Waterslides and Rollercoasters

July. Summer morning. Blue skies. The promised forecast of 93°F. We eat breakfast, pack for the day, load up, and climb into waiting seats. Pull out and drive up the street; tires rotate upon graying asphalt. Making our way towards the highway and head north. The familiar blue and green tall twin towers greet us as we exit off. Following the road to the east, it leads us to a parking lot, already peppered with cars, trucks, SUVs, and minivans boasting out-of-state plates, allowing us to continue our "I spy" game of travelers.

We unload, grab our belongings, and walk towards the entrance, only to be stopped by bag check. We wait for our turn, are searched and given the 'okay', then continue on our pavement journey. Down the concrete ramp and into the tunnel that leads to a flight of stairs. Up to the ticket booth to redeem vouchers. Hanging ropes sewn through wooden beams funnel our feet to the entrance. “Have a good day; enjoy,” the ticket checker relays to us. “Thanks,” I reply.

A sea of brick surrounds us as we make our way to the next entrance. We transfer from brick to asphalt and step over a set of train tracks that splits the landscape. To the right, covered and open train cars sit behind Engine No. 7; we continue on our path as others load these cars and wait.

Our destination is still another 15 minutes of standing in line. We talk and joke. Spray coconut sunblock upon sun-kissed flesh. The line moves forward. A collective inchworm of adults and children move together, the sound of oldies rock and roll mixed with the unmistakable splashing of waiting water. Sol has inched closer to the height of its climb. Our family dodges and serpentines around other families and groups. We find our spot, drag pool chairs from Sol's sunshine, and give them relief under trees' shade. The scent of coconut sunblock stains skin.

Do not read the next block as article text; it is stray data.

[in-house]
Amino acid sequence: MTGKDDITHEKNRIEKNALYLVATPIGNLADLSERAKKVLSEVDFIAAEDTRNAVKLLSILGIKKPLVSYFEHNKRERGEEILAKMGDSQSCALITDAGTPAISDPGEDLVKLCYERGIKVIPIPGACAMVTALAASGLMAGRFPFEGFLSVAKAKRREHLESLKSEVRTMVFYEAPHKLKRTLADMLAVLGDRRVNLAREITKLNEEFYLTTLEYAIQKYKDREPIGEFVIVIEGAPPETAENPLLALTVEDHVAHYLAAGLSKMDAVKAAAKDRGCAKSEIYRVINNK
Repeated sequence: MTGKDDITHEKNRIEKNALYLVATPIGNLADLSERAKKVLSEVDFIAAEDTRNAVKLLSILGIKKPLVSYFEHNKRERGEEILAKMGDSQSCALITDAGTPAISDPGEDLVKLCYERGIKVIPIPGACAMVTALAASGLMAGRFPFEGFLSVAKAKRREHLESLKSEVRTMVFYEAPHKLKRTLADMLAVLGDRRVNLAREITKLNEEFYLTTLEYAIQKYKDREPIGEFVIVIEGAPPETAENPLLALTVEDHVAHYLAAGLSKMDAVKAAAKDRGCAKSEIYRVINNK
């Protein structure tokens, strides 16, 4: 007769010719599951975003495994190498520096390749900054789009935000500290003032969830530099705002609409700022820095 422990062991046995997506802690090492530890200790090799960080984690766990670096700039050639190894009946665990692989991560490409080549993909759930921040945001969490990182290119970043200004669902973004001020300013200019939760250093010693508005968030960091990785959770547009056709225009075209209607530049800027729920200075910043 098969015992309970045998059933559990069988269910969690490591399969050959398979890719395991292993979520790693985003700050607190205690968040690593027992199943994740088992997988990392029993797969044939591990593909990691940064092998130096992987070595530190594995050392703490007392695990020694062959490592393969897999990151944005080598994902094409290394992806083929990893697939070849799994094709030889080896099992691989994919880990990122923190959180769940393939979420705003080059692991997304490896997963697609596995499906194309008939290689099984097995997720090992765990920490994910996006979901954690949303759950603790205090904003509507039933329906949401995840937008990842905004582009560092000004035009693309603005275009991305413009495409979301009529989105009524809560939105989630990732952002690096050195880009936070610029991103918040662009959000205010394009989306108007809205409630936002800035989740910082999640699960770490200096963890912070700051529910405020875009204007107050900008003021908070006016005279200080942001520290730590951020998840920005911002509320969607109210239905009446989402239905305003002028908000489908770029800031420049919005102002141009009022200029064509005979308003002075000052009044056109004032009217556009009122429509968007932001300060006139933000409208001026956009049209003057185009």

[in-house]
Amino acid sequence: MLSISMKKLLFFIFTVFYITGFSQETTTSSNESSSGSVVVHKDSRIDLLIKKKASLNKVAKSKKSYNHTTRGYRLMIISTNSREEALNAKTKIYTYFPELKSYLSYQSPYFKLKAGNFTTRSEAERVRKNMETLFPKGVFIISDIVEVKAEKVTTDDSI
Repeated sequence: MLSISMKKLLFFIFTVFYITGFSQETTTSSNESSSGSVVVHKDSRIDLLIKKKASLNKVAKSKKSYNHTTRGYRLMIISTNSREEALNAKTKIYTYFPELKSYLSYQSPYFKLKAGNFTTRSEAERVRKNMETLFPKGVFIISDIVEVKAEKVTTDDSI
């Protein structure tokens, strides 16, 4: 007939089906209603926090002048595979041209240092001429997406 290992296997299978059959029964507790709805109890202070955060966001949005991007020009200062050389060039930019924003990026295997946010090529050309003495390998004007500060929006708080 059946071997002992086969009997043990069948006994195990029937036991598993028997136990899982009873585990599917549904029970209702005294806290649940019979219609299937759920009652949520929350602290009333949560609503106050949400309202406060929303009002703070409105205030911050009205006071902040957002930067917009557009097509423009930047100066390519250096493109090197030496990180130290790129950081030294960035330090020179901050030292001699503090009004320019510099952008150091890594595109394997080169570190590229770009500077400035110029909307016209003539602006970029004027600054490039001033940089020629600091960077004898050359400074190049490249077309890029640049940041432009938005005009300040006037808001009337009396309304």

“Where to first?” I ask.

“How about 'Ricochet Rapids'?” the kids ask in unison.

“Sure, let's do it,” I reply.

Moving as one, we make our way to the incline and hike up the paved hill, sprayers spill jets of mists from above us. A 740 foot massive green tube snakes the hillside. Pavement turns to steps which lead to a green gaping mouth swallowing gallons of water in a continuous waterfall. We split in two groups and take separate rafts. The lifeguard gives us instruction and cheerfully quips “Enjoy your ride” and pushes us into the snake’s mouth while entertaining herself while splashing us with cool water. Entering the belly and back out, we are expelled from the watery ride into the splash pad below. The rest of the family follows and we decide to ride 'Avalanche Mountain', the smaller of the snakes. We make our way to 'Velocity Peak' and drop an almost vertical 60 feet.

Entering one of the wave pools; head to the rollers in the back, diving below an artificial tide that crashes upon the rough pool's bottom. The promise of warm day doesn't disappoint. The waves stop and we exit, dry off, and re-apply the sunblock spray. 'Riptide Racers'. 'The Lazy River'. The wave pool. It gets late into the afternoon and we decide to change and head back the way we came in the morning.

The family separates as two kids stay with Erin while two walk with me back to our parking spot. Drop off wet clothes and towels and meet back up with the others. Our youngest pleads to go on 'Thunder Canyon'. “We are heading that way,” I assure him. The line is long and we find our place as Erin finds some place to sit and wait. Not wanting to waste time, we decide to come back later when the wait is shorter.